I say I hate all Mondays but my sister was born on one and she’s the greatest joy I have ever known. I say I hate brown but it’s really just the word and how it turns your mouth down - the colour is my hair and my eyes and my favorite sweater. I say I hate pineapple but I still try it again every Easter, just to see if it stings less this year. It’s okay to be sad when you hear someone generalize a group you’re in. But instead of assuming they’re evil and filled with hatred, maybe ask them why they think that way - who knows, you might just end up with a new and kind friend.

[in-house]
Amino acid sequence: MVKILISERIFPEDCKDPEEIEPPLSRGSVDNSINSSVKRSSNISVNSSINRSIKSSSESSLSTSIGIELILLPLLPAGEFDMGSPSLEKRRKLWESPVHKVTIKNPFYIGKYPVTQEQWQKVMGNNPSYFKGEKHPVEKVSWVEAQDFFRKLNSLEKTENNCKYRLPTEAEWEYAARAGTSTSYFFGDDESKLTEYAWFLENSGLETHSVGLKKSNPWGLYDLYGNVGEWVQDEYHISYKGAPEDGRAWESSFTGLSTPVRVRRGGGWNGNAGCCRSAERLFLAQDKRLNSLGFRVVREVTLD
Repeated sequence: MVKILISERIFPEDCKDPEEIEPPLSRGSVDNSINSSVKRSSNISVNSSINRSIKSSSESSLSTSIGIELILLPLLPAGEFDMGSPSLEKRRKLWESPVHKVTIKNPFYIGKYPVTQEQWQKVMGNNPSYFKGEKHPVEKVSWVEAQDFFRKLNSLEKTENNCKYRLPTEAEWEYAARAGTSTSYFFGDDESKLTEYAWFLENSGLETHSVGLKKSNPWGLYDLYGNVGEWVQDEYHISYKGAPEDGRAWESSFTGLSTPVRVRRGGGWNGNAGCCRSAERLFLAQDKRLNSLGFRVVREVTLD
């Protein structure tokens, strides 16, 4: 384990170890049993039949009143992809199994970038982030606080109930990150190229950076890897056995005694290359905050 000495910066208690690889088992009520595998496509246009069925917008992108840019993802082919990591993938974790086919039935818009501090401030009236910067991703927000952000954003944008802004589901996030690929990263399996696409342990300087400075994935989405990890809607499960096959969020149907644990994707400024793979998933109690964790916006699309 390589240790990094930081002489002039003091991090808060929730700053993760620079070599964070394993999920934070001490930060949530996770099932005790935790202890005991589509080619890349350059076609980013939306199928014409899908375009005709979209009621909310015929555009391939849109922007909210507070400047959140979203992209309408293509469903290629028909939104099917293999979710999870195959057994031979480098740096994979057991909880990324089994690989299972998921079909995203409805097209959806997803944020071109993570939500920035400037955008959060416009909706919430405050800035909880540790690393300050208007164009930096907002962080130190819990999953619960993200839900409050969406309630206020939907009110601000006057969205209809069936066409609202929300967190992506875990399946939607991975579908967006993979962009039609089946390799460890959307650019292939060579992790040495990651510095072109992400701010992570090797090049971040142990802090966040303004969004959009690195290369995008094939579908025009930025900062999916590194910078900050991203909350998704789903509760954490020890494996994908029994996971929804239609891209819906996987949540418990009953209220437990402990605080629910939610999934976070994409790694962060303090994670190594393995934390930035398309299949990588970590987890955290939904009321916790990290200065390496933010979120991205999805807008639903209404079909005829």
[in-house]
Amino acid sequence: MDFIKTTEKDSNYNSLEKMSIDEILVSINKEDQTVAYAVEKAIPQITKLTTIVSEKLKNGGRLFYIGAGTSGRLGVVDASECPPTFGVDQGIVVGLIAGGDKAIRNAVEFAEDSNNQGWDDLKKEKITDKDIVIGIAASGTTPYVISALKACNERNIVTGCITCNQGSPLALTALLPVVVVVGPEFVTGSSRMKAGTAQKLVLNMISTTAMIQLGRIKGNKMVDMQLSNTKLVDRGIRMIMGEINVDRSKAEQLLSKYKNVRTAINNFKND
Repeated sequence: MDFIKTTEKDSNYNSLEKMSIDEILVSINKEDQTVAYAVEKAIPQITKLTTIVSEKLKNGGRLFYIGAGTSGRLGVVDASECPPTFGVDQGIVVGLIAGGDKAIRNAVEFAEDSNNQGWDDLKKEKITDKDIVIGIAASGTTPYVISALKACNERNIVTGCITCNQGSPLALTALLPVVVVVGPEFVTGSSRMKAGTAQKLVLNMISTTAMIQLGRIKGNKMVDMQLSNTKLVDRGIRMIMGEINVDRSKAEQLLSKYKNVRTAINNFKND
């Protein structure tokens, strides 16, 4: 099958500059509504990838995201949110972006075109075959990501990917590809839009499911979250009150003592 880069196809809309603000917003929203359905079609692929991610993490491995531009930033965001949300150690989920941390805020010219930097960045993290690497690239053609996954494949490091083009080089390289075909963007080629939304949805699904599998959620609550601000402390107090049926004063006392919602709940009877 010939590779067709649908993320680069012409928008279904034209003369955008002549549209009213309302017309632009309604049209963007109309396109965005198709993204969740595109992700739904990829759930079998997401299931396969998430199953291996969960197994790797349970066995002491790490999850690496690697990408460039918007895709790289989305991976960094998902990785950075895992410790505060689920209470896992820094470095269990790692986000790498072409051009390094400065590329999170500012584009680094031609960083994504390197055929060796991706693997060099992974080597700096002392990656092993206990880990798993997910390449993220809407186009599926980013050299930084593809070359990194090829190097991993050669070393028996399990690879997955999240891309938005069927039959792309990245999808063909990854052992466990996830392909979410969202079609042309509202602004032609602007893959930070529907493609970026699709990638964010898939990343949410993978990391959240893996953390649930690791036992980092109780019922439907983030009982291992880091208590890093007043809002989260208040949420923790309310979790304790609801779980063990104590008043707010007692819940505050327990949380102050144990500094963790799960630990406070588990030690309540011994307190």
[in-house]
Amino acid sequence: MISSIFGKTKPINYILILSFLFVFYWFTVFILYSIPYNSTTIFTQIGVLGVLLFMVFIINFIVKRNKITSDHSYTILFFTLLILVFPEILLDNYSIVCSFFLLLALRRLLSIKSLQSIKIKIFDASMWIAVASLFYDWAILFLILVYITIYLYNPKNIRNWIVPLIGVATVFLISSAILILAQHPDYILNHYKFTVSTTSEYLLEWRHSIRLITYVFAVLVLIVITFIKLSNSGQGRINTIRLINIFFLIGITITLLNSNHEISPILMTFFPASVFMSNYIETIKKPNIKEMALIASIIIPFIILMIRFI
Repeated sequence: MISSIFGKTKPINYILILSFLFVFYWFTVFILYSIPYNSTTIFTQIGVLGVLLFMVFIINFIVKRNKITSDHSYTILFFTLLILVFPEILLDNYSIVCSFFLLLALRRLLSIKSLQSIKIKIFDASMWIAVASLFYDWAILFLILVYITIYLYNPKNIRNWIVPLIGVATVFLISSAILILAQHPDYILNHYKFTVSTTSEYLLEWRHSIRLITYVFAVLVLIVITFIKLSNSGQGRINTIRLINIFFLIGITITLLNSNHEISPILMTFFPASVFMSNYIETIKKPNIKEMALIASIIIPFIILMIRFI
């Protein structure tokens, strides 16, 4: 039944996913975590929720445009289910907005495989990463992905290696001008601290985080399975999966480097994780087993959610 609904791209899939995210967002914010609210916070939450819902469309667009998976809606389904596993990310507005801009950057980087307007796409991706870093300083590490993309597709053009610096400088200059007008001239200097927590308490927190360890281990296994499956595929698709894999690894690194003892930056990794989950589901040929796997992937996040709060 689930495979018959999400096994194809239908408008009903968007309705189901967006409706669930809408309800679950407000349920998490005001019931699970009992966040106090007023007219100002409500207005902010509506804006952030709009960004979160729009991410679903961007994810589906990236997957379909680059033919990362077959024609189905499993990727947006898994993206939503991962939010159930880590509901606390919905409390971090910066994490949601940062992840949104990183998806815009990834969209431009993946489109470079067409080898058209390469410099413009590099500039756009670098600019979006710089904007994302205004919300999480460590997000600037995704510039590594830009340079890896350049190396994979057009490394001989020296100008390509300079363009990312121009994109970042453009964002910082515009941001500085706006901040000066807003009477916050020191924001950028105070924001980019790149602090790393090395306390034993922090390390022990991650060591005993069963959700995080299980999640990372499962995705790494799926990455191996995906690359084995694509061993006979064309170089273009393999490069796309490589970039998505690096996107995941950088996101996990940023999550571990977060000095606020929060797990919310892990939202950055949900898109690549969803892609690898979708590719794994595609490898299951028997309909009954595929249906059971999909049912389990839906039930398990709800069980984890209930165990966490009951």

"

By telling the oppressed that their anger is unjustified, you allow the oppression to continue. I know it’s hard to stay calm. I know it’s scary. But you’re coming from the safe place and they aren’t. Just please … Try to be more understanding. /// r.i.d (via inkskinned)

Reblogged from wintersknife with 219,624 notes

norberthellacopter:

The Grand Budapest Hotel screenshots - cinematography by Robert D. Yeoman - 2013

Reblogged from dreamfulartist with 7,910 notes

thecutestofthecute:

English Bulldog puppy at the sea

(Source: siduslucida.com)

Reblogged from wintersknife with 129,577 notes

You are allowed to grieve the years you lost to mental illness. You’re allowed to be mad that it happened to you. You’re allowed to pine after the person you might have been had it been different. But don’t let that get in the way of your growing into your new self and following a wholly new path for your life.

(Source: acheloi-s)

Reblogged from handfulsofsapphire with 107,040 notes